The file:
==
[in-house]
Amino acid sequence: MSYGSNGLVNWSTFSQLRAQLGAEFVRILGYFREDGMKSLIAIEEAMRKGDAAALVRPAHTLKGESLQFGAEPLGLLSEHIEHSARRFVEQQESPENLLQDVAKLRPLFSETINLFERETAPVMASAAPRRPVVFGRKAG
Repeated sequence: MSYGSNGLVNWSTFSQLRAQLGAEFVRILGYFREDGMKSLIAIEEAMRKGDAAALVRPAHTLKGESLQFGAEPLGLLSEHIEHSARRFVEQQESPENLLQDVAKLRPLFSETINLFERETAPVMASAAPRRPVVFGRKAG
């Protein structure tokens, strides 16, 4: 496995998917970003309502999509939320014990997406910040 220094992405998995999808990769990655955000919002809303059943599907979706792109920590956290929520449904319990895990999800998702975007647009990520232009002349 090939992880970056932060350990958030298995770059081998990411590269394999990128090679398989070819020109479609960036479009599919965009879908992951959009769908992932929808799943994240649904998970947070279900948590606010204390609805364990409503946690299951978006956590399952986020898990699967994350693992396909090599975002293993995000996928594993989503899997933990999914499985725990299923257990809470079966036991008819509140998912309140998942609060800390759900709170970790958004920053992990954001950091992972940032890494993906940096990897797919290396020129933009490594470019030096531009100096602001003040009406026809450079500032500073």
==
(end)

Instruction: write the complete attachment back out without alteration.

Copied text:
[in-house]
Amino acid sequence: MSYGSNGLVNWSTFSQLRAQLGAEFVRILGYFREDGMKSLIAIEEAMRKGDAAALVRPAHTLKGESLQFGAEPLGLLSEHIEHSARRFVEQQESPENLLQDVAKLRPLFSETINLFERETAPVMASAAPRRPVVFGRKAG
Repeated sequence: MSYGSNGLVNWSTFSQLRAQLGAEFVRILGYFREDGMKSLIAIEEAMRKGDAAALVRPAHTLKGESLQFGAEPLGLLSEHIEHSARRFVEQQESPENLLQDVAKLRPLFSETINLFERETAPVMASAAPRRPVVFGRKAG
């Protein structure tokens, strides 16, 4: 496995998917970003309502999509939320014990997406910040 220094992405998995999808990769990655955000919002809303059943599907979706792109920590956290929520449904319990895990999800998702975007647009990520232009002349 090939992880970056932060350990958030298995770059081998990411590269394999990128090679398989070819020109479609960036479009599919965009879908992951959009769908992932929808799943994240649904998970947070279900948590606010204390609805364990409503946690299951978006956590399952986020898990699967994350693992396909090599975002293993995000996928594993989503899997933990999914499985725990299923257990809470079966036991008819509140998912309140998942609060800390759900709170970790958004920053992990954001950091992972940032890494993906940096990897797919290396020129933009490594470019030096531009100096602001003040009406026809450079500032500073």